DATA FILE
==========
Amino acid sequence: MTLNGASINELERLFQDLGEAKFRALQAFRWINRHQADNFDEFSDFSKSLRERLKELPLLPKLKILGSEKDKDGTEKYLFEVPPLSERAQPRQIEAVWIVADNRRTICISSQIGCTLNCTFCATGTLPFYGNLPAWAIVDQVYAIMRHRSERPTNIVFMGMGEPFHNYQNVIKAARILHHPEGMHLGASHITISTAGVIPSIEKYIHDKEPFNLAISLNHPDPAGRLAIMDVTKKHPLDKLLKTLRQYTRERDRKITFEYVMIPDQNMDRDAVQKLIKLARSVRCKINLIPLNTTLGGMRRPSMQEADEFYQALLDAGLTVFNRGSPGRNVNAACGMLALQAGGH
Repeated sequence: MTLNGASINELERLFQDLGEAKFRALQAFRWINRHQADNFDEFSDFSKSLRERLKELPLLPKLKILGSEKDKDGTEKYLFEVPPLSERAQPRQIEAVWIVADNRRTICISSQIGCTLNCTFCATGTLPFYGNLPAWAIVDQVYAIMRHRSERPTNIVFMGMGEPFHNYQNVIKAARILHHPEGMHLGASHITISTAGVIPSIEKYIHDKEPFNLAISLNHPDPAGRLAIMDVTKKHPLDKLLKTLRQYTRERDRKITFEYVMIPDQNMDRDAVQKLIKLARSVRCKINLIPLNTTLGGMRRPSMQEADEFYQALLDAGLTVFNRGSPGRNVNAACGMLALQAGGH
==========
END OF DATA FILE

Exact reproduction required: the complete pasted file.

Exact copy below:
Amino acid sequence: MTLNGASINELERLFQDLGEAKFRALQAFRWINRHQADNFDEFSDFSKSLRERLKELPLLPKLKILGSEKDKDGTEKYLFEVPPLSERAQPRQIEAVWIVADNRRTICISSQIGCTLNCTFCATGTLPFYGNLPAWAIVDQVYAIMRHRSERPTNIVFMGMGEPFHNYQNVIKAARILHHPEGMHLGASHITISTAGVIPSIEKYIHDKEPFNLAISLNHPDPAGRLAIMDVTKKHPLDKLLKTLRQYTRERDRKITFEYVMIPDQNMDRDAVQKLIKLARSVRCKINLIPLNTTLGGMRRPSMQEADEFYQALLDAGLTVFNRGSPGRNVNAACGMLALQAGGH
Repeated sequence: MTLNGASINELERLFQDLGEAKFRALQAFRWINRHQADNFDEFSDFSKSLRERLKELPLLPKLKILGSEKDKDGTEKYLFEVPPLSERAQPRQIEAVWIVADNRRTICISSQIGCTLNCTFCATGTLPFYGNLPAWAIVDQVYAIMRHRSERPTNIVFMGMGEPFHNYQNVIKAARILHHPEGMHLGASHITISTAGVIPSIEKYIHDKEPFNLAISLNHPDPAGRLAIMDVTKKHPLDKLLKTLRQYTRERDRKITFEYVMIPDQNMDRDAVQKLIKLARSVRCKINLIPLNTTLGGMRRPSMQEADEFYQALLDAGLTVFNRGSPGRNVNAACGMLALQAGGH